His men were from civvy street, had real jobs, and many were well educated. They had signed up for a year of adventure in a straight jacket - the army - but retained a natural aversion to idiotic military rules and behaviours demanded by their British officers. They saw Otter as slavishly groveling to please the British officer corps, on whom he depended for advancement. Since Canada had no real standing army, the Canadian Militia was run by a British group of officers in Ottawa, Canada.

For Otter it worked - he later became the first Canadian to command the Canadian army.

But, in fact, his Boer War command somewhat fell apart when the contract for a year of service ended. Roberts wanted the Canadians to extend and Otter desperately tried to push the men to agree. But there was mass refusal and he had to take his boys home with his tail between his legs.

Go to The McKerihen Coll

Great Canadian Heritage Treasure

Victory Chlorodyne Lozenge, Boer War Generals Patriotic Tin - 1900
Orig. tin - Size - 14 x 22 x 11h cm
Found - Worksop, UK
A fine example of a common tin, featuring Queen Victoria, Bobs on the left, and General Buller, the first Boer War top commander in South Africa, who was, if anything, even a greater gentleman and humanitarian than his successor.
Great Canadian Heritage Treasure

Boer War Generals Patriotic (Town Views Pattern) Tin - 1900
Orig. tin - Size - 14 x 22 x 11h cm
Found - Greely, ON
A fine example of another common tin, featuring Bobs on top, Lord Kitchener, his successor as top Boer War commander, left, and Baden-Powell of Mafeking and Boy Scout fame. They are superimposed on views of the towns associated with their triumphs.
Great Canadian Heritage Treasure

British & Bennington Souvenir Artillery Shell Tea Tin - 1900
Orig. tin - Size - 9.5 x 21 cm
Found - Napanee, ON

A fabulous tea tin which was popular in Canada during the Boer War.

Go to Boer War shells
Go to 15 pdr Boer War shell
Go to 18 pdr WWI shell

Great Canadian Heritage Treasure

Dodo Repro Tin, Boer War Generals, c 1970s
Orig. tin - Size - 9 x 9 x 14h cm
Found - London, ON
Dodo Designs, Made in England on hinge side

Nice, eh? Think again; this is a fake, the most common fake around of a fairly common old tin that looks (almost) like it.

Below you are looking at the key of how to tell the real one from the fake. And no, it's not because it looks beaten up, which any dealer can easily do...

Go to Fake Tin

Do you know how to tell the real one from a fake?

It is not a surprise, that some, who should know better, ascribe magical powers to even the Queen Victoria chocolate tin, with which we started this page.

Go to Fake British Museum Boer War tin
Great Canadian Heritage Treasure

Ridgways Tea Tin, Earl Kitchener & Sir John French - 1914
Orig. tin - Size - 9.5 x 13 x 13h cm
Found - Jarvis, ON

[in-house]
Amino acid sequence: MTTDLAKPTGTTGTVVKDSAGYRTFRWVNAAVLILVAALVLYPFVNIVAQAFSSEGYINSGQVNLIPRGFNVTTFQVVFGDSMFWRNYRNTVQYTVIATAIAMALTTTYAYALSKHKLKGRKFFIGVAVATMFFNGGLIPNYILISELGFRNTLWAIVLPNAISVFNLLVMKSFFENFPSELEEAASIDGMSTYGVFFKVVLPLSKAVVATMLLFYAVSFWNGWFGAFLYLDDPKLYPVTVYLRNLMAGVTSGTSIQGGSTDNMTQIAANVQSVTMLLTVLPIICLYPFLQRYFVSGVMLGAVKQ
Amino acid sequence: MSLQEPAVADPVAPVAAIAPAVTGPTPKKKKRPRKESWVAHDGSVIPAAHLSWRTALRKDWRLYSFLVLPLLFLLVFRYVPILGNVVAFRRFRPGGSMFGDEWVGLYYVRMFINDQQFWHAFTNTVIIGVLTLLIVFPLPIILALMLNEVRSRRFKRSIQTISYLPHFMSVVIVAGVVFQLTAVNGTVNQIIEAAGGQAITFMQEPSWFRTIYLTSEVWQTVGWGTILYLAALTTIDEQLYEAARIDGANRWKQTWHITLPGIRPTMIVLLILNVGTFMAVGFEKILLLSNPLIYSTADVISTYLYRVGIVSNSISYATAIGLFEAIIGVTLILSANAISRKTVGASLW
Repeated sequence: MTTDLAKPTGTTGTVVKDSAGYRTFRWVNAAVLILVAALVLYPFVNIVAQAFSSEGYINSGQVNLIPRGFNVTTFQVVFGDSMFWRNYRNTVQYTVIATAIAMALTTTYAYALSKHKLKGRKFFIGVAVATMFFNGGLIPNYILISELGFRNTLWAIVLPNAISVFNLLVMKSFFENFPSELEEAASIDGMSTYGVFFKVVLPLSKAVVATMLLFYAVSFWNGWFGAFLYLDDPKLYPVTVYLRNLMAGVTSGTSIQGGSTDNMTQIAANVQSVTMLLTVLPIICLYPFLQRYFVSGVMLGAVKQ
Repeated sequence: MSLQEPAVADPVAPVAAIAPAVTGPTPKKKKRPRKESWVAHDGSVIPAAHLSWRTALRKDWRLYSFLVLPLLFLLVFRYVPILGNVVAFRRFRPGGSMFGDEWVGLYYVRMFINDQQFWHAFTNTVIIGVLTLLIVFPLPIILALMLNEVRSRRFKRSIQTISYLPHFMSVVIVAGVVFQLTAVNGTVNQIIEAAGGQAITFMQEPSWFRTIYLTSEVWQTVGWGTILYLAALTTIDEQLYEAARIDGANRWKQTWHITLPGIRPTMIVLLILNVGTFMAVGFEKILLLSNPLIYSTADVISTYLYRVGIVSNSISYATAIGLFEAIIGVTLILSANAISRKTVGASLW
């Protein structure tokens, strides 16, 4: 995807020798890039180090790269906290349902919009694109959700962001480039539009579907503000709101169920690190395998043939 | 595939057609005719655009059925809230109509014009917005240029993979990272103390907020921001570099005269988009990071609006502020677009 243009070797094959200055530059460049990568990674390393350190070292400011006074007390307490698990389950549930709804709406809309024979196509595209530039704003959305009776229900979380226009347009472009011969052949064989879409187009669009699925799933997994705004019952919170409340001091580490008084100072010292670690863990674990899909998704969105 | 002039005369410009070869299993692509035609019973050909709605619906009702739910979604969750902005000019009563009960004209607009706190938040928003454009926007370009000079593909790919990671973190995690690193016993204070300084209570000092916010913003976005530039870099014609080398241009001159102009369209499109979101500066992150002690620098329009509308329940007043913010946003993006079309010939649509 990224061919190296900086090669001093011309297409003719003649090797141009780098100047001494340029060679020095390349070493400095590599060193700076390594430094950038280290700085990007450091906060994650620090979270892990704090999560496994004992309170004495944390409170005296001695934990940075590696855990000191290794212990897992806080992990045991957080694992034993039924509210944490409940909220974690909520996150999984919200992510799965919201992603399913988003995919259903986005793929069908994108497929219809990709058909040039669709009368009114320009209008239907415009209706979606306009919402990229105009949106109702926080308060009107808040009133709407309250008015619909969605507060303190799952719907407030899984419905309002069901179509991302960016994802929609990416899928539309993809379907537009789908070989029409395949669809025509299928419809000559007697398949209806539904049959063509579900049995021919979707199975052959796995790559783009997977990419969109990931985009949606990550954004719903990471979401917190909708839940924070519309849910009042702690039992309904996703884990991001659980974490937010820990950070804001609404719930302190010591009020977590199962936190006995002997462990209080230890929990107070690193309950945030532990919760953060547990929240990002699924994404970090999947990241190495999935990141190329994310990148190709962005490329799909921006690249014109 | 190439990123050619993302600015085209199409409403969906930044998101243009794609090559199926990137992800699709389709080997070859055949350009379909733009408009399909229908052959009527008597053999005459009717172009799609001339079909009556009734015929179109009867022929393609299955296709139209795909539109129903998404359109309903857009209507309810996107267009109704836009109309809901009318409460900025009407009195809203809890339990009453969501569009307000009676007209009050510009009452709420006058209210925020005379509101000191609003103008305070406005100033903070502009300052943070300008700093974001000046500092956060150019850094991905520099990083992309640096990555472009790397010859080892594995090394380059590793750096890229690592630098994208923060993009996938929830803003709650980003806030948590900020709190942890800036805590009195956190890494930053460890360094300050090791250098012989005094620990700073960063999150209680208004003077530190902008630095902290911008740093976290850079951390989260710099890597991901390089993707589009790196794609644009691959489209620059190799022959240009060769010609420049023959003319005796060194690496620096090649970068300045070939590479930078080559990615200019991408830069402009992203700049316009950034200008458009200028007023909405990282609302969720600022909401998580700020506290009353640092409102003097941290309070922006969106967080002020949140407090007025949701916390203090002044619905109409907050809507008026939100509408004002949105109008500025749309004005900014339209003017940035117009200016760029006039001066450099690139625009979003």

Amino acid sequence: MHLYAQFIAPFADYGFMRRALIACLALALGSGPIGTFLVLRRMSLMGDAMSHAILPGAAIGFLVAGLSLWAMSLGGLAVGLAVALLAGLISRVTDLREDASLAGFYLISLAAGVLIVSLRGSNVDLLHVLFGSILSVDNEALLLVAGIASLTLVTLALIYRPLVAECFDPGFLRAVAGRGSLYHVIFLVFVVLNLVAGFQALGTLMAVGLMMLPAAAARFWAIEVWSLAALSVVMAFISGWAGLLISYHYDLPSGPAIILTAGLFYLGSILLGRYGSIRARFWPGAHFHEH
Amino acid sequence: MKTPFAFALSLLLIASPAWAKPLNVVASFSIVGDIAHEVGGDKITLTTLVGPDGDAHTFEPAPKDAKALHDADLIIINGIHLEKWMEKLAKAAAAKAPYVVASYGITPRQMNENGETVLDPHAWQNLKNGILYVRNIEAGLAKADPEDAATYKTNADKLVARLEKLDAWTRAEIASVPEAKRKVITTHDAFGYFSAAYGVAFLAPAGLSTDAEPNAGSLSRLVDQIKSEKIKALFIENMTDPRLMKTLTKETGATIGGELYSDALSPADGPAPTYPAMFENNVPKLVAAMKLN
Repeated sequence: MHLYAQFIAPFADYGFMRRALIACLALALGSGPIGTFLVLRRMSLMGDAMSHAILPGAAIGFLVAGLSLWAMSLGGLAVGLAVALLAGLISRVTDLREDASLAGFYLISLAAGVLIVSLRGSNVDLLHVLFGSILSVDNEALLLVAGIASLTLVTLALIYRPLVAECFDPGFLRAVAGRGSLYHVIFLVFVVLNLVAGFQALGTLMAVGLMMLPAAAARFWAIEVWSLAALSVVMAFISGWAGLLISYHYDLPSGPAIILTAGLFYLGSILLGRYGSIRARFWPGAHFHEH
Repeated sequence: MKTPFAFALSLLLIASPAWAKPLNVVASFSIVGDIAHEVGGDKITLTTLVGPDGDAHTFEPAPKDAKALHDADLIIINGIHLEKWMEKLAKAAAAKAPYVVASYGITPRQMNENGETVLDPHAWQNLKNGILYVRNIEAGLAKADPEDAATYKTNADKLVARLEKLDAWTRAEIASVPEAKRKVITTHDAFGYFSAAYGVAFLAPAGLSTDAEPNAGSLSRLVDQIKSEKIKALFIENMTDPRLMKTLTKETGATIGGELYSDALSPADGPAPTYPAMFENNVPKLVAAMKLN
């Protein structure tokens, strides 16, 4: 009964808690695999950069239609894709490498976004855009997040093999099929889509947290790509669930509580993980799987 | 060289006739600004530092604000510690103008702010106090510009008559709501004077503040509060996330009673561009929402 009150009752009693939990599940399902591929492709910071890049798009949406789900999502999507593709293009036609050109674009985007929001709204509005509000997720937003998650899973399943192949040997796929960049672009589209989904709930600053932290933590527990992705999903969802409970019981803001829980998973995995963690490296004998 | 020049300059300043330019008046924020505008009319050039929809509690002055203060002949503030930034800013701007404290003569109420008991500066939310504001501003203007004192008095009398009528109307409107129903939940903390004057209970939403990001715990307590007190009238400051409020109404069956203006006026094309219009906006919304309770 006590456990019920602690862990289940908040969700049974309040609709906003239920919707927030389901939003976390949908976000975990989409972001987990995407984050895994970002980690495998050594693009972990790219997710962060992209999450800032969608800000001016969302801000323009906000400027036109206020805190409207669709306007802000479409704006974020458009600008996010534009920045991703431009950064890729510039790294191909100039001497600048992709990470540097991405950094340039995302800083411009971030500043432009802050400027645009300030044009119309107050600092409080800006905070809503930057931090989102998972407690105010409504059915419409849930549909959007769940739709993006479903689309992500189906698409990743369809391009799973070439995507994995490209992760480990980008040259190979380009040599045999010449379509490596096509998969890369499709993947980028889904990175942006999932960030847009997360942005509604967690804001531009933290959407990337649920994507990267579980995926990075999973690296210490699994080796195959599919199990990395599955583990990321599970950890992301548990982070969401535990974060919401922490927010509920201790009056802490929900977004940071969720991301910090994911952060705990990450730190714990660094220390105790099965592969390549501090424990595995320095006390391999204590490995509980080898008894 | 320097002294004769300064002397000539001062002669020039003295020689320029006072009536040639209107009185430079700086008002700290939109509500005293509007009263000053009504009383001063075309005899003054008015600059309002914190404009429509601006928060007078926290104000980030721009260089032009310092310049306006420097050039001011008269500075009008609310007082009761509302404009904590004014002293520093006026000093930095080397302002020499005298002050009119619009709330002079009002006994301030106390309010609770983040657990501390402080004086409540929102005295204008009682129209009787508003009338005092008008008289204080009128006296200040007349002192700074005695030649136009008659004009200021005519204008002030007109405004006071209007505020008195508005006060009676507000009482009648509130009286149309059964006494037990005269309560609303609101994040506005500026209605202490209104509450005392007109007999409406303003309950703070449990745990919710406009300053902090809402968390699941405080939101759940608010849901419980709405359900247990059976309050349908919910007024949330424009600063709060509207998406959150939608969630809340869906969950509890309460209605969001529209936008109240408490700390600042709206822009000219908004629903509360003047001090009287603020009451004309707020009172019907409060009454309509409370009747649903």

A very nice tin, in great condition, from World War I, but no match for the Boer War tins, either in size, or embellishment. Clearly the old thrill for war wasn't the same as a dozen years before.

But Ridgways Tea thought - before it was too late - that people ought to have a "War Souvenir," lest it be over too quickly and people would have nothing to remember it by.

And hey, why not, like in the Boer War, defeat the dastardly Germans with a cavalry charge, oh, and a troop of gallant boy scouts, you know, like Baden-Powell recruited to save Mafeking...!

Featured on top and front are two Boer War generals, including the famed cavalry commander John French, suitably overprinted on a cavalry charge.

This tin is from 1914 when the thrill of battle was in the air, with the outbreak of the Great War in August. Lord Kitchener, on the lid, was made Secretary of War then, and General French the British commander in France.

Great Canadian Heritage Treasure
Memorial Plaque, Joseph Roscoe 1917
Orig. bronze - Size - 12 cm
Found - Orangeville, ON
Thanks to a compassionate Canadian Government, some 66,000 of these very fine war souvenirs (the Dead Man's Penny) were sent to grateful Canadian families as a reminder of a brother, father, uncle, nephew, or cousin, who never returned from the War to End All Wars. Or was it to Make the World Safe for Democracy? Or was it a War Against Terrorism...? Sorry, we're not quite sure what they were trying to do... Or what they accomplished with their millions of dead... But we'll grant you, it is a nice plaque...

The hope that good boy scouts could save the situation died quickly. And the idiocy of cavalry charges against machine guns, soon brought the necessity of needing "war souvenirs" to an end.

Within months, tombstones and memorial crosses in the hundreds of thousands, to a lost generation, would give almost every family a personal souvenir to remember how "Great" the war was.

And prove to one and all, again, how superior the "white" European Christian civilization was to that of the Brown, Black, and other non-Christian peoples of the world.

Incidentally, the very same mind set, in the very same group of white European Judeo-Christian zealots, has led to the horrific and growing bloodbath of non-white Muslim civilians - women, teenagers, children, and men - in Lebanon, Gaza, Iraq, and Afghanistan, a century later.

As the bodies piled up, within months, General French would be dismissed to be replaced with Butcher Haig, who increased the body count horrifically.

And sadly, for collectors, the mania for producing nice patriotic tins like this would evaporate into thin air.